Running Like A Girl
A book by Alexandra Heminsley
Doing sports is healthy and everybody knows it. However, it’s not always that much fun. Some of us do not consider themselves to be sporty. Sport can become a task to be dreaded instead of a fun activity. Certainly, Alexandra Heminsley is one of those non-sporty types who seems to be able to put this feeling into words unlike any other. You wouldn’t necessarily guess this if you consider that she wrote the book Running Like a Girl. In this book, she describes how she went from a non-sporty girl to a marathon runner. It’s not one of those pesky self-help books that cheerfully tells you that you can do whatever you set your mind to. Heminsley has a completely different approach and starts off by saying: “Running is awful. It feels unnatural, unnecessary, painful. It can hijack you with breathlessness, cripple you with panic and overwhelm you with self-consciousness”. I can hear you sigh in relief because this shows you are not the only one who has felt this way. All hope for reaching that status as marathon runner is not lost though. The book takes its readers through a journey from not being able to run around the block to having three marathons under your belt. Surprisingly, it doesn’t actually get easier, but we discover that running is done with the mind instead of your feet.
How exactly Heminsley pulls it off to do multiple marathons and what the bumps in the roads are to reaching the finish line, you can read for yourself in the book. However, I want to shine a critical light on some ideas she posits. They say, always start on a positive note; so that is exactly what I’m doing. I loved how, at the very end of the book (don’t worry, it’s not really a spoiler), you get a lesson in the feminist fight runners had to go through to even be allowed to run a marathon. The fight was primarily against the organization of the marathons, because (to my surprise) most of the male runners were supportive of their cause and even cheered the women on. This fight for equality concerning running is not over though. An article in Vox Media talks about how there are still developments in the way women are treated. It is only recently (March 2018) that women runners have been granted the prize money they deserved from running in the Boston Marathon; a marathon Heminsley also talks about being one where the fight for equality has been taking place in.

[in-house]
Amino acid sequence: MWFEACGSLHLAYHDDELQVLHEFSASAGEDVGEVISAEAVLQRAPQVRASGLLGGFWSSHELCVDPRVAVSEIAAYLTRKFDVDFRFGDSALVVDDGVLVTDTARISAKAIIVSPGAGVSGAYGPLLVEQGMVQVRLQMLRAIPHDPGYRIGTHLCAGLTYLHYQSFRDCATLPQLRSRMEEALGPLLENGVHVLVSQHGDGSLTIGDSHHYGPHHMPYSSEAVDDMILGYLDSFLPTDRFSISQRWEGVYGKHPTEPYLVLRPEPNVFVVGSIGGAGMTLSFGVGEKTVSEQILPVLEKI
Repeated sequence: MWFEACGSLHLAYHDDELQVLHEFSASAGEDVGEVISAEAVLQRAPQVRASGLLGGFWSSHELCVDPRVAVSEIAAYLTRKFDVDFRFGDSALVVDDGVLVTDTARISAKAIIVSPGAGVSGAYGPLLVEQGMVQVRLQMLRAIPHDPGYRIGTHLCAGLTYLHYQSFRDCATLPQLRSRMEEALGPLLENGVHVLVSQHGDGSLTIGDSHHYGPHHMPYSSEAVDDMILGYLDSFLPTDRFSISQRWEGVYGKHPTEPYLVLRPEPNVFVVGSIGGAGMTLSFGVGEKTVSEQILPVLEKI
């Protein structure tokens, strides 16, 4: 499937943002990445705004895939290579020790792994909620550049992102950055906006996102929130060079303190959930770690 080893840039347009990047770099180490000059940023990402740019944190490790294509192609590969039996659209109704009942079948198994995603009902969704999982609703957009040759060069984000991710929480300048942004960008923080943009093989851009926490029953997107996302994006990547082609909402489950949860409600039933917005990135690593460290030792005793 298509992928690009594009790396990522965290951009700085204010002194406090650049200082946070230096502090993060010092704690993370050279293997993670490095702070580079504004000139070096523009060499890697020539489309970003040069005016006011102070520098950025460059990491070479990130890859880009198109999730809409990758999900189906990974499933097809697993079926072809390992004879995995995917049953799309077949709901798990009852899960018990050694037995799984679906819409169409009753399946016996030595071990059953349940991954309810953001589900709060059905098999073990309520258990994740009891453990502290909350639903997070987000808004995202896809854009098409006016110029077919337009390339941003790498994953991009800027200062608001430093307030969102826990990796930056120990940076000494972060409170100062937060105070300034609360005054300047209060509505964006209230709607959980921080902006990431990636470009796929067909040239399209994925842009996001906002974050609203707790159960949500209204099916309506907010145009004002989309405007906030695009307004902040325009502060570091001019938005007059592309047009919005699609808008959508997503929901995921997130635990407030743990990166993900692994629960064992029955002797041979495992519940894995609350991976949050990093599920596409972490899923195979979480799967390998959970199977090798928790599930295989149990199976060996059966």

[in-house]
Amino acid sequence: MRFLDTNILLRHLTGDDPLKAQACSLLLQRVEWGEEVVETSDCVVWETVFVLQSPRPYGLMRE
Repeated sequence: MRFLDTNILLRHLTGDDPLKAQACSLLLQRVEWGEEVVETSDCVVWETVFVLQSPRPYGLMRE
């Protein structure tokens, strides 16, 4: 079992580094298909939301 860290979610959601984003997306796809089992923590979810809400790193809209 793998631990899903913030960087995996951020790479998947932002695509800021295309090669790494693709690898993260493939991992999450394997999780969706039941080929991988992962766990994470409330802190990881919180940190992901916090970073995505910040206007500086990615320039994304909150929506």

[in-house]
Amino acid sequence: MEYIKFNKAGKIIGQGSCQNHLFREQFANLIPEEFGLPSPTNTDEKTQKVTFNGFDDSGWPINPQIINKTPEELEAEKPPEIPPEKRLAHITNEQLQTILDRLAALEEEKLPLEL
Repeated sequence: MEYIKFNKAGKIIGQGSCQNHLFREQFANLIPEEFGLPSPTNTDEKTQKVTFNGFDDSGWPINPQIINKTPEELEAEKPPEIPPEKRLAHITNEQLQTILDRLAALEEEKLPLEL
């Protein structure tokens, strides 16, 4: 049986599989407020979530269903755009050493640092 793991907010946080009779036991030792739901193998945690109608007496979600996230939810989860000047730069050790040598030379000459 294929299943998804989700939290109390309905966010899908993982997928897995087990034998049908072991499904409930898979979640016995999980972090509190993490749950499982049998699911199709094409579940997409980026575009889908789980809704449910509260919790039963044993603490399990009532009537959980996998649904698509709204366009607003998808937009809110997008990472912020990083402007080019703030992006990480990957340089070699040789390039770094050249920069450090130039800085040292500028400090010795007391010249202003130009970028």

However, on that note, let’s turn to a more critical issue with this book. At several points, Heminsley differentiates between men and women in a way that I found troublesome. For example, she describes herself getting physically stronger: “As my body changed and my sense of what it was capable of started to shift, I developed a more masculine side to my personality and, dare I say it, a competitive streak.” This makes it seem as if being physically strong and competitive is only a male characteristic. She also makes a big deal about running faster than men, as if that is the norm to compare yourself with as a woman. What she does here is perpetuate the idea that women are weak and can become strong by becoming more masculine. However, this is in contradiction to the feminist note she ends on. The feminist runners who fought for equality are given a voice in this book, but why does Heminsley widen the gap they had worked to close? Despite of her somewhat stereotyped view on gender it seems to be that she means well. Whether she is forgiven for that is up to the reader.
Mojdeh Feili is Masterstudent ‘English Literature in a Visual Culture’ en tevens social mediaredacteur bij Blind. Ze doet vaak onderzoek naar gender en (migranten)identiteit in Engelstalige literatuur, is gespecialiseerd in de Amerikaanse cultuur met een focus op de periode van de tweede feministische golf en de seksuele revolutie en heeft samen met een vriendin een blog die zich richt op het bespreken van literatuur waarin diversiteit centraal staat of geschreven is door auteurs met een diverse achtergrond.